The book had an interesting and easy to follow plot with many unique characters. I would only recommend this book to someone in High School (or older) because the mature themes would not be relevant or appropriate for younger readers. I am a few years younger then the main character who is a senior in high school, but the book still has relevance to me. At first the book is a bit confusing because it takes place in both the past and present, but in the end the effect is great, giving you a puzzle to solve about the main character and her life. The book includes some romance which I enjoyed. The only reason I did not rate it a 5 is because it seemed like a common teen novel with nothing in particular setting it apart. That said, it is still a good book to read; I enjoyed it and would recommend it to my friends.
Rated of 5
How to Build a House by Dana Reinhardt is a surprisingly good read. What first starts out as an account of a pretentious teenager who runs away from her problems to help the earth evolves into a very familiar, yet not overdone, story of summer love. The main character Harper Evans warms her way into the readers’ hearts with her insecurities and idiosyncrasies. Although she has a non-conventional family she is very predictable in her actions. We see repeatedly throughout the novel her struggle to deal with her family’s imperfections. Yet, in contrast to the Wright family, for whom she is building a house, Harper’s clichéd problems seem insignificant. This story allows the reader to feel as if they are part of something bigger than themselves, and that although as individuals we may seem insignificant when we join together we can do a lot change.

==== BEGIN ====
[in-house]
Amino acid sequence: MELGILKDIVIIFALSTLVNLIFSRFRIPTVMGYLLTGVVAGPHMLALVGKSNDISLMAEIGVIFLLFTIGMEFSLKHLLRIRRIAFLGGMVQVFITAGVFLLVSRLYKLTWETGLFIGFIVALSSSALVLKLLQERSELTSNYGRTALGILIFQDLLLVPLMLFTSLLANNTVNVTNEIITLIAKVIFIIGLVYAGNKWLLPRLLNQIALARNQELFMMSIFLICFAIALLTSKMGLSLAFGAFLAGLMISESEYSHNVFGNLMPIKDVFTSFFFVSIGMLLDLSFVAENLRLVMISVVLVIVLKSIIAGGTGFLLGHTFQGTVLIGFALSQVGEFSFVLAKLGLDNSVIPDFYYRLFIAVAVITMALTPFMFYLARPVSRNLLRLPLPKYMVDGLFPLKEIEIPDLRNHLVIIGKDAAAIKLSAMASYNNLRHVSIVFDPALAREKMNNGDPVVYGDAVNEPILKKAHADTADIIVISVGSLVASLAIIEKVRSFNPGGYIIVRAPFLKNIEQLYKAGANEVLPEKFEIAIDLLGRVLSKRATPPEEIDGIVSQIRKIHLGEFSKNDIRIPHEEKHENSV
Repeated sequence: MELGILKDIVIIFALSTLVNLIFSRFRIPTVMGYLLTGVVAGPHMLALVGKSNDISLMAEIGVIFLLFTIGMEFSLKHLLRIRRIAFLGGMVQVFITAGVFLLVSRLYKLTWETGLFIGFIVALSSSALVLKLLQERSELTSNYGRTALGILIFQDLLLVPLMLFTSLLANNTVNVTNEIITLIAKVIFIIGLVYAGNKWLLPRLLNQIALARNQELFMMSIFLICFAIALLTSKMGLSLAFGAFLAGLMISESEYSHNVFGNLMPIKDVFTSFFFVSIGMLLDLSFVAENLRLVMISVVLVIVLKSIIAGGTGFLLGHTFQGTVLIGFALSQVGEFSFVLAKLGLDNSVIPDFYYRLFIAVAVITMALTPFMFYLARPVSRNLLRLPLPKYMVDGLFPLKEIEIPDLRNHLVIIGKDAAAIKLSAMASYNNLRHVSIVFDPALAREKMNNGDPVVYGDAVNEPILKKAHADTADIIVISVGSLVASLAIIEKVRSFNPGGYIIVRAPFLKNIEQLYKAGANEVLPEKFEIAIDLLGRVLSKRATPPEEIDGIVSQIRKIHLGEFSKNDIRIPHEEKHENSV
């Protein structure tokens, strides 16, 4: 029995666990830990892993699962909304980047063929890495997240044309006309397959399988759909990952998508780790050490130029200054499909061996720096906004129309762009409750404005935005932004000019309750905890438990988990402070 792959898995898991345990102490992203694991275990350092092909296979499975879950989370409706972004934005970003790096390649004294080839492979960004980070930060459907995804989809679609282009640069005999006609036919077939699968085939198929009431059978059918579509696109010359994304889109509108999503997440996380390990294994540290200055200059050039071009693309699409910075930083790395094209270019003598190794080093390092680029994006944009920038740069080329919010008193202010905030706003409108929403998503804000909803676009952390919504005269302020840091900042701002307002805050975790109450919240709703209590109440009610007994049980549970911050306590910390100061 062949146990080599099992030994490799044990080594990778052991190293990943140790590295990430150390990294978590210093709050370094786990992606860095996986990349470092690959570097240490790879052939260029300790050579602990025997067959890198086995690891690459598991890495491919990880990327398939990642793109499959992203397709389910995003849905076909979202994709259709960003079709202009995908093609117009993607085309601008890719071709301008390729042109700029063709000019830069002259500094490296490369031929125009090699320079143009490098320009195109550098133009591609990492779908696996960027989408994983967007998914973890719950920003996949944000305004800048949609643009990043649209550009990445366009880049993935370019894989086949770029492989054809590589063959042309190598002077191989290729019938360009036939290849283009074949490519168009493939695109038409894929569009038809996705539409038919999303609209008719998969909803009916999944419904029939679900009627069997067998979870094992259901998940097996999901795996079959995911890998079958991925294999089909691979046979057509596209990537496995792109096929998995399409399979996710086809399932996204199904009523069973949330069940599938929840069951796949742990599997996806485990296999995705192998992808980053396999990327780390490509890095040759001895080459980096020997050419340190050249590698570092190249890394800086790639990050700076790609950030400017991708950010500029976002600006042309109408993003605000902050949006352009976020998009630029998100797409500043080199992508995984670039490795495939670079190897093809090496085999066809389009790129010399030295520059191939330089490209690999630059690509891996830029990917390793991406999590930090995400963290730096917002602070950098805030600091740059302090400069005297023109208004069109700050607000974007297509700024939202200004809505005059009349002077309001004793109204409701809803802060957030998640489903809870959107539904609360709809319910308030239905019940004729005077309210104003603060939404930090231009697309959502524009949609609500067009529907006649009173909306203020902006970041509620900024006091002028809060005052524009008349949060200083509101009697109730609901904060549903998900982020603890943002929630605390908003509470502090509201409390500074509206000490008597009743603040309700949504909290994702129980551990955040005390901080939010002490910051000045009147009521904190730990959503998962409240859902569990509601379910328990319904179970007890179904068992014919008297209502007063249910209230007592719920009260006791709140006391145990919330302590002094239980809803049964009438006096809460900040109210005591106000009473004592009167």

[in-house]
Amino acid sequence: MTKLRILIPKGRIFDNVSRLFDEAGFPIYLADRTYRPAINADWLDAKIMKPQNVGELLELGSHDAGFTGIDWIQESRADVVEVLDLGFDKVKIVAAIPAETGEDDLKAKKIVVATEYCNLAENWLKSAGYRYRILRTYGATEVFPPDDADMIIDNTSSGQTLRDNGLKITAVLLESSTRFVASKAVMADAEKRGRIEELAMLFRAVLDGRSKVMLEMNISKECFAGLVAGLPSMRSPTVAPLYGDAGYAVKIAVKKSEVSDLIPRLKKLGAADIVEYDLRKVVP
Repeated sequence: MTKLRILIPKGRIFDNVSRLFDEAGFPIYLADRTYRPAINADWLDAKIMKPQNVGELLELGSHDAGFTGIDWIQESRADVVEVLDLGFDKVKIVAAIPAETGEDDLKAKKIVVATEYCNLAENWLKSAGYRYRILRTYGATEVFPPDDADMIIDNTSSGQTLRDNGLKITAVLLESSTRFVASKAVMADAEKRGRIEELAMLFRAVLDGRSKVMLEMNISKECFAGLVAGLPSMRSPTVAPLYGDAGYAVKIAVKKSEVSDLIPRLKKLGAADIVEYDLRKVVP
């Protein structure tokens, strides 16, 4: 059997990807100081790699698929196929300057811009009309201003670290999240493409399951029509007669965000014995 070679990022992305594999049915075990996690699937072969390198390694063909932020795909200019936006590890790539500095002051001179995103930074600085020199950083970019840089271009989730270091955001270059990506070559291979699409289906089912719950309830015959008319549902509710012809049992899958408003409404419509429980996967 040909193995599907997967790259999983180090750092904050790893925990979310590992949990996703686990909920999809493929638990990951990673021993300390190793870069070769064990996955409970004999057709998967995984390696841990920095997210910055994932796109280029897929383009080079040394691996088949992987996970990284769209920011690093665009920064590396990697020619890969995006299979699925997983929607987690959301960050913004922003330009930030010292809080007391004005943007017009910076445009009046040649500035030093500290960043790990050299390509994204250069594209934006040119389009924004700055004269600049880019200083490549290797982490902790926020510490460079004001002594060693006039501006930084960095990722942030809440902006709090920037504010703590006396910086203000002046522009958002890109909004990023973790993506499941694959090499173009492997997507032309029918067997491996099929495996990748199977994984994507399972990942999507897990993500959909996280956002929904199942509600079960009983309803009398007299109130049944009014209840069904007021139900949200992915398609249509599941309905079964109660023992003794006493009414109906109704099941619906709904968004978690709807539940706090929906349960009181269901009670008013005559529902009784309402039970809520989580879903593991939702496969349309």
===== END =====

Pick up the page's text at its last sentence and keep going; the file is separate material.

Rated of 5
How to Build a House
I gave this book to my 12 year old granddaughter, Madison, to read and review..the following is what she had, to say: "I really enjoyed reading this book. I am a child of divorced parents, and totally related to the main character. Reading this book reminded me of all of the feelings that I had, ....and that I still have when it comes to divorce. I especially liked the fact that I really got to know the people in the book and that it was easy to read. Most of all, it made me think about forgiving and forgetting. It really stressed family and communication. I think that no matter what kind of family you come from, you can enjoy this book. I think that every age group can read this book. And, everyone might learn some things while reading this book."
In her own words...
There's nothing like the first time something wonderful happens to you, like, for example, when you sit down to write your first novel and it actually gets published.
I guess there's nothing quite like the first time something just awful happens to you either. Those are moments you aren't likely to forget.
So by way of introducing myself to you, let me share with you a list of my firsts:
My first love was a boy named Matthew in my pre-school class. He was very funny looking with a huge head of unruly curls, crooked teeth and rather prominent nostrils, but I loved him nonetheless. My best friend married us underneath a tree in the play yard and we used rubber bands as our wedding rings. Years later, when I arrived at college 3,000 ...
Dana Reinhardt: day-na rine-hart (first syllable rhymes with mine)